Arnica

Review
In: Drugs and Lactation Database (LactMed®) [Internet]. Bethesda (MD): National Institute of Child Health and Human Development; 2006.
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Excerpt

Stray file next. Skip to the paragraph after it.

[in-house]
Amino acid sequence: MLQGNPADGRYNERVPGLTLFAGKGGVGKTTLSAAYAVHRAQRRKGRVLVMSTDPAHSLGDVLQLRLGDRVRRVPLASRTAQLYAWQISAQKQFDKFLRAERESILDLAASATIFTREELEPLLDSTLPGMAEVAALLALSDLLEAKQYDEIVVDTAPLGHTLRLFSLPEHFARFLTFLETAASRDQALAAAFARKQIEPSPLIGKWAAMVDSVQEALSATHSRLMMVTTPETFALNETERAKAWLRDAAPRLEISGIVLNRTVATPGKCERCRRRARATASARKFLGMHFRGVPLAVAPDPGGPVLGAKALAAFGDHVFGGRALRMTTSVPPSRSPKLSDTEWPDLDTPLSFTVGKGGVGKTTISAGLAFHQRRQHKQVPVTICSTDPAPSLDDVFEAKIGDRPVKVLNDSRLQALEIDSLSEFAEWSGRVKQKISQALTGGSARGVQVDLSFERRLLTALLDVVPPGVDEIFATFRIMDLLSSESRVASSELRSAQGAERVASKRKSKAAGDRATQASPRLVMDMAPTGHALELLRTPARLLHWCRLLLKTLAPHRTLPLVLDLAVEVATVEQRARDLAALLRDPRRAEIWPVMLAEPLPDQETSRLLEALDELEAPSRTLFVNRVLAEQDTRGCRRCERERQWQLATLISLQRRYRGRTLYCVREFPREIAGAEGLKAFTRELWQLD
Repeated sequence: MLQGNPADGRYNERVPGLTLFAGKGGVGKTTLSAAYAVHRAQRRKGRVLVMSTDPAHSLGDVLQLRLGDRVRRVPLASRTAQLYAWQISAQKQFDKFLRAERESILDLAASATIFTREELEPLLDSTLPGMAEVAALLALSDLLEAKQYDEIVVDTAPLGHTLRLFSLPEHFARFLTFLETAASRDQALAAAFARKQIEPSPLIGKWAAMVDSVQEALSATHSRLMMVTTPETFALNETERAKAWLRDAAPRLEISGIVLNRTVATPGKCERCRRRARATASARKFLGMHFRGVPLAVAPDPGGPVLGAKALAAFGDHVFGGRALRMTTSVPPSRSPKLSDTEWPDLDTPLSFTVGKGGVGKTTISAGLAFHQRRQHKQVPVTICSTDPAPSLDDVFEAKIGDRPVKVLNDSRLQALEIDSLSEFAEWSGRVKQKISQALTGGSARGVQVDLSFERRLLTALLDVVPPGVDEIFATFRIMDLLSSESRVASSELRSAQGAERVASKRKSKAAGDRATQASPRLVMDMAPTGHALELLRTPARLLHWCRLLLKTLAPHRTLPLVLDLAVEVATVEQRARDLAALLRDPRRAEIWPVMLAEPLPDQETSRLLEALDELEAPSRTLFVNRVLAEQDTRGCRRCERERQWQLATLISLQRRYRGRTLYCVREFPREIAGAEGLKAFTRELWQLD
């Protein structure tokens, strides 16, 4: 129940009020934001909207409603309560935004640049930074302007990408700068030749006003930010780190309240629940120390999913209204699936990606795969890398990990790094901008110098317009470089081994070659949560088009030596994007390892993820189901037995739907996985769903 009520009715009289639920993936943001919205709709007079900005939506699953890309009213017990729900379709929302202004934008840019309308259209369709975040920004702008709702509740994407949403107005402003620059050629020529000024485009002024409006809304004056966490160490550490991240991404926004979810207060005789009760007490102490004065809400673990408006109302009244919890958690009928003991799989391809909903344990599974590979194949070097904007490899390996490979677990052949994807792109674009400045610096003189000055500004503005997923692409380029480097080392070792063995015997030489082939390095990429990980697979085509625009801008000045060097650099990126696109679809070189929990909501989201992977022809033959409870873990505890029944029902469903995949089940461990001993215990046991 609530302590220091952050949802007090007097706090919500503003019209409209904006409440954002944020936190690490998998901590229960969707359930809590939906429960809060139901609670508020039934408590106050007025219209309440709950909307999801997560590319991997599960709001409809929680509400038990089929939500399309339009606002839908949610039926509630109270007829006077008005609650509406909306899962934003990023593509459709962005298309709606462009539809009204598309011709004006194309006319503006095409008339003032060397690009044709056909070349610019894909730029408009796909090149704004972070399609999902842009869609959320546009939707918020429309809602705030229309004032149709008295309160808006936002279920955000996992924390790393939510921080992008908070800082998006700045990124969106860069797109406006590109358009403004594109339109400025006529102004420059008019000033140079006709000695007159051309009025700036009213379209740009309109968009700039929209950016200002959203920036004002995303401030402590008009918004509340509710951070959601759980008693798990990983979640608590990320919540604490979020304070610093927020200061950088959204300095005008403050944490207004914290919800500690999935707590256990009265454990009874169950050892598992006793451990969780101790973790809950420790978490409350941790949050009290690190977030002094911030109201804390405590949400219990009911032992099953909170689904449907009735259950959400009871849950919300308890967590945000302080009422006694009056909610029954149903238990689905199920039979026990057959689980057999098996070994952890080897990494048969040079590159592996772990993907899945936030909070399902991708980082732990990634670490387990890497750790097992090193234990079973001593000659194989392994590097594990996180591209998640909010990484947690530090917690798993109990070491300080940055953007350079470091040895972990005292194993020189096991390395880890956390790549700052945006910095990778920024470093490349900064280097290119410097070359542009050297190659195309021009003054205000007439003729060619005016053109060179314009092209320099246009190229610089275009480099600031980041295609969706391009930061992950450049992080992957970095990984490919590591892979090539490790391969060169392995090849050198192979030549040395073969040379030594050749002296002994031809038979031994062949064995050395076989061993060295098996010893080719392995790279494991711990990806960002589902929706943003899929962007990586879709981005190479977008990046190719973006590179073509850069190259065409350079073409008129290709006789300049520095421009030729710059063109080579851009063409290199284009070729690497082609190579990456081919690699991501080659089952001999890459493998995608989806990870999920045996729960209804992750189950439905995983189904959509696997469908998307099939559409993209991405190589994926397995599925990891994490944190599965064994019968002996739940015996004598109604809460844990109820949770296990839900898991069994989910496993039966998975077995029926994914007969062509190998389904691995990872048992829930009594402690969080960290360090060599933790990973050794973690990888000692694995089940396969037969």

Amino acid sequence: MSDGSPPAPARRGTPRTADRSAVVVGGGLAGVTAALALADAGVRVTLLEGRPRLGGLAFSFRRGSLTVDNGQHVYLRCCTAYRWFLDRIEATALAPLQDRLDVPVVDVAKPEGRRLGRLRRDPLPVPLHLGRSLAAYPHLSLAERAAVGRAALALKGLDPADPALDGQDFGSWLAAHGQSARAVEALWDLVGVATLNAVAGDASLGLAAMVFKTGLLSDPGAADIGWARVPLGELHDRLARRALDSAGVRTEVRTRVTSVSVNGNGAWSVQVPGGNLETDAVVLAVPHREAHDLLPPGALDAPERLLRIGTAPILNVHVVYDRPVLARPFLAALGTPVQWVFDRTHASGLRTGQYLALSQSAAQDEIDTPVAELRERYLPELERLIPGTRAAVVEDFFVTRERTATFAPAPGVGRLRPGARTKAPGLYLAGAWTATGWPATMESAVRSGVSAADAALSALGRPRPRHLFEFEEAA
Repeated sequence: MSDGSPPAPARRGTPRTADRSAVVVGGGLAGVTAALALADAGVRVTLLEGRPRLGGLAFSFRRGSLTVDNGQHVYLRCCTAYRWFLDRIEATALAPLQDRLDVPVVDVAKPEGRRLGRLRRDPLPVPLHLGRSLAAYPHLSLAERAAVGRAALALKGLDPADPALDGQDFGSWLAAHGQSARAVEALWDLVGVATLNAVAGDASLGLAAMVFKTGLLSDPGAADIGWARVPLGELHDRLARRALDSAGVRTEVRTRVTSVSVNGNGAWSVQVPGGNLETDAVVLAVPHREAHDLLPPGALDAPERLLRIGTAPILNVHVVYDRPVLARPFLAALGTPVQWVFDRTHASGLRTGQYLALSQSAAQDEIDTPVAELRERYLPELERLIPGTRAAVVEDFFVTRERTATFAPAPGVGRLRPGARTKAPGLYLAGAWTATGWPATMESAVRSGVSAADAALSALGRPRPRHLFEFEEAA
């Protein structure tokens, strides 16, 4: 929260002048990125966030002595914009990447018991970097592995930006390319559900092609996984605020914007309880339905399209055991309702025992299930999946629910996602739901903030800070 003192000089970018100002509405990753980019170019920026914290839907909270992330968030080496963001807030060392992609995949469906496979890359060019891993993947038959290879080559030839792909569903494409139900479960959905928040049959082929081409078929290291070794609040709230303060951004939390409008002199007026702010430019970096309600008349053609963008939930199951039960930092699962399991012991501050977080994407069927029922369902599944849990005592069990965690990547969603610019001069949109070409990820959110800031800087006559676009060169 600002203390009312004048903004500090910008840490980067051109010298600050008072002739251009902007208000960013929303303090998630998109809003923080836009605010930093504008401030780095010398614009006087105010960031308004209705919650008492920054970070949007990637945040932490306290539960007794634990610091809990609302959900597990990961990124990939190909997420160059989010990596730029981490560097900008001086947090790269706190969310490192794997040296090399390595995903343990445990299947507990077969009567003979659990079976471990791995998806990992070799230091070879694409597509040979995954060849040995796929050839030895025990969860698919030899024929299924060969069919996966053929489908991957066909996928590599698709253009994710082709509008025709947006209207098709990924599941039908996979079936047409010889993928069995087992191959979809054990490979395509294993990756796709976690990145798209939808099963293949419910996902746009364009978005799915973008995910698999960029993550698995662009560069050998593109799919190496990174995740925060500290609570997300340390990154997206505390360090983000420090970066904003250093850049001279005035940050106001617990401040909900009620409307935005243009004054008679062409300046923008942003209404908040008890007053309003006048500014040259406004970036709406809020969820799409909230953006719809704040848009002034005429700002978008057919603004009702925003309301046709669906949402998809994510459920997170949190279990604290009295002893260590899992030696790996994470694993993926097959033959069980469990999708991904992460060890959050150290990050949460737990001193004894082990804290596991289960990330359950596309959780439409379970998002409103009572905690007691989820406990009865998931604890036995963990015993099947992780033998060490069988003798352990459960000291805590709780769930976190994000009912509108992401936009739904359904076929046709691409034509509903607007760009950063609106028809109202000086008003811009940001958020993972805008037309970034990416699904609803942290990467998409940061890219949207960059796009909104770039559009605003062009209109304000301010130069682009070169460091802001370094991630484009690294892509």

The flowers of various Arnica species contain flavonoid glycosides, terpinoids, amines, coumarins and volatile oils. The flowers are most commonly used to make homeopathic products that are used topically as an analgesic agent. Arnica in homeopathic preparations has been used to treat mastitis and breast pain.[1] It is also sometimes used to treat postpartum perineal pain.[2,3] No information is available on the excretion of Arnica components in breastmilk. Maternal use of Arnica tea probably caused hemolytic anemia in one breastfed infant. Arnica is "generally recognized as safe" (GRAS) as a food by the U.S. Food and Drug Administration, but is not allowed in food in Canada. Oral ingestion of botannical Arnica products should be avoided because of its many toxic components, but homeopathic products and topical application are usually safe during breastfeeding. Arnica should not be used on broken skin and may cause allergic skin reactions as well as cross reactions in those allergic to members of the Asteraceae or Compositae families of plants (e.g., chamomile, chrysanthemum, dandelion, marigold, sunflower).

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